Experiences add new meaning to things. That is why a particular song may be felt more impressive and meaningful than many others. However, such special meanings and perceptions can radically change when a person is under the influence of psychedelic drug Lysergic Acid Diethylamide.

Why such a change in attribution of meaning happens has been answered in a new research.

A new research has revealed that there are specific receptors and neurochemicals in the brain that undertake such changes when there is drug in the system.

The findings have been published in Current Biology on Jan. 26.

The research adds a new understanding of human experience and also provide clues in treating psychiatric phobias emanating from aberrations in personal judgments of sensory experiences.

"Our results increase our understanding of how personal relevance attribution is enabled in the brain," said Katrin Preller of the Zürich University Hospital for Psychiatry.

Attribution Of Meaning

Studies showed LSD alters the attribution of meaning by upsetting the personal relevance with respect to the environment. That breeds changes in the self-perception and a blurring of the boundary with the outside world.

So far there was no clarity on the relevant parts of the brain and neurochemicals responsible for such changes.

During the experiment, participants were observed for the effects of LSD on mood, consciousness, and anxiety. Subsequent erosion of those effects when another drug, ketanserin, was then administered. Ketanserin blocks LSD's ability to act on receptors known as 5-HT2ARs.

The Experiment

The influence of LSD on the attribution of meaning to things was judged by a ranking process in the experiment.

Among the songs selected, some were dear to the participants while others were neutral or meaningless.

To their surprise, researchers found musical pieces that were previously dubbed meaningless gained a special meaning when the same individuals ranked them under the influence of LSD.

Opposite results, however, flowed when participants took the second drug that suppressed LSD's effect on the brain's serotonin receptors. The rankings also changed.

Detailed brain imaging showed there were specific brain areas responsible for such changes in attributions.

Treatment For Aberrations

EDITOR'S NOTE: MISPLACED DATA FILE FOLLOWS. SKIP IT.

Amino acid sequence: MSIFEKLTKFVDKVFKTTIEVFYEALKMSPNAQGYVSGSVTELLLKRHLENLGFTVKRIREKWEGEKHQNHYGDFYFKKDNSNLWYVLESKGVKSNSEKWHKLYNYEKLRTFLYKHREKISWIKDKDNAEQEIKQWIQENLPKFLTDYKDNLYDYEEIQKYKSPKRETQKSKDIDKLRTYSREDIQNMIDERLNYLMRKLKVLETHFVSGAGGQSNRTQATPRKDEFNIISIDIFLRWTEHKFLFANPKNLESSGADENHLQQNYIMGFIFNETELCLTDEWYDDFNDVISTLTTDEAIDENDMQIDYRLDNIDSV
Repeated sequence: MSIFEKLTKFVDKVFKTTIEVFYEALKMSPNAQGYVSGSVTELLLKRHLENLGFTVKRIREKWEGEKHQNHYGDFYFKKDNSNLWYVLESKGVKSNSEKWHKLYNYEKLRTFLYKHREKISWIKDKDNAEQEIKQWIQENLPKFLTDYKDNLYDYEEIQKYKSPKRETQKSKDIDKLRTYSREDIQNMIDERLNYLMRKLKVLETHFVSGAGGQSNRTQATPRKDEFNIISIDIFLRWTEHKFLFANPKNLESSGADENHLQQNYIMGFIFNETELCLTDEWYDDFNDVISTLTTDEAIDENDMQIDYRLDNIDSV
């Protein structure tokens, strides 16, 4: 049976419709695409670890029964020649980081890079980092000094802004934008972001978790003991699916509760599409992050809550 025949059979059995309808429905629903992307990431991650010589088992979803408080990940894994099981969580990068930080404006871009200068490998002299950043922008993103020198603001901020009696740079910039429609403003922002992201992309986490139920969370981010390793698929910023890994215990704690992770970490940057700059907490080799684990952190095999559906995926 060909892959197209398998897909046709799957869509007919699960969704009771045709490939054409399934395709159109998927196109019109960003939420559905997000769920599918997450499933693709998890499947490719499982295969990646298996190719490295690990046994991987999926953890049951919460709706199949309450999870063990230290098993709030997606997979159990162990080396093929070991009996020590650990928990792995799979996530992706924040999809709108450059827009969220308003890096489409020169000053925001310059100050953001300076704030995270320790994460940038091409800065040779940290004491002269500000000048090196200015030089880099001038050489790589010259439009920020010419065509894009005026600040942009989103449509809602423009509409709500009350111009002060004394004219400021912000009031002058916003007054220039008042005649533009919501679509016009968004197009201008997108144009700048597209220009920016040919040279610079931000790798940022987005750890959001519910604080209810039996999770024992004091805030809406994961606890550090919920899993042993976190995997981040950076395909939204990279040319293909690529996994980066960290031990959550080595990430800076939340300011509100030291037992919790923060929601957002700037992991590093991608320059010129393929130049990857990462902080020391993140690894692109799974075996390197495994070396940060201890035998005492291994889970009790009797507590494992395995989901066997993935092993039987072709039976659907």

Preller said personal meaning and attribution after the modulation by LSD are processed by the 5-HT2A receptors and cortical midline structures handling the experience of self.

Highlighting the significance of the findings, researchers also noted that stimulation of 5-HT2A receptors can be suitably targeted for treating psychiatric illnesses that follow changes in personal relevance attributions.

How LSD Works?

As a hallucinogen, even a small dose of 100 micrograms of LSD can have strong effects that may last for more than 12 hours.

The drastic intensity of LSD has been traced to its power in binding to a receptor in the brain, which researchers have failed to detect since the 1950s.

"This gives us tremendous insights into how it exerts its profound effects on human consciousness. And it only took 20 years," says Bryan Roth, a psychiatrist, and researcher at the University of North Carolina at Chapel Hill.

The team made a snapshot of LSD sticking to the serotonin 2b receptor and also the serotonin 2a receptor.

As and when LSD fits into the serotonin 2b receptor, a loop of protein slips over the top of the drug and blocks the release of the chemical. The overhang keeps LSD stuck within the receptor longer and explains the long-lasting effects, Roth added.

Ego Dissolution

Under the influence of LSD, people feel that the boundary that separates them from the rest of the world has vanished.

The magnetic resonance images of the brain of people on LSD shows this "ego dissolution."

During ego dissolution, regions in the brain involved in higher cognition become hyper-connected. According to Enzo Tagliazucchi of the Royal Netherlands Academy of Sciences, psychedelic drugs distort reality and breed illusions.

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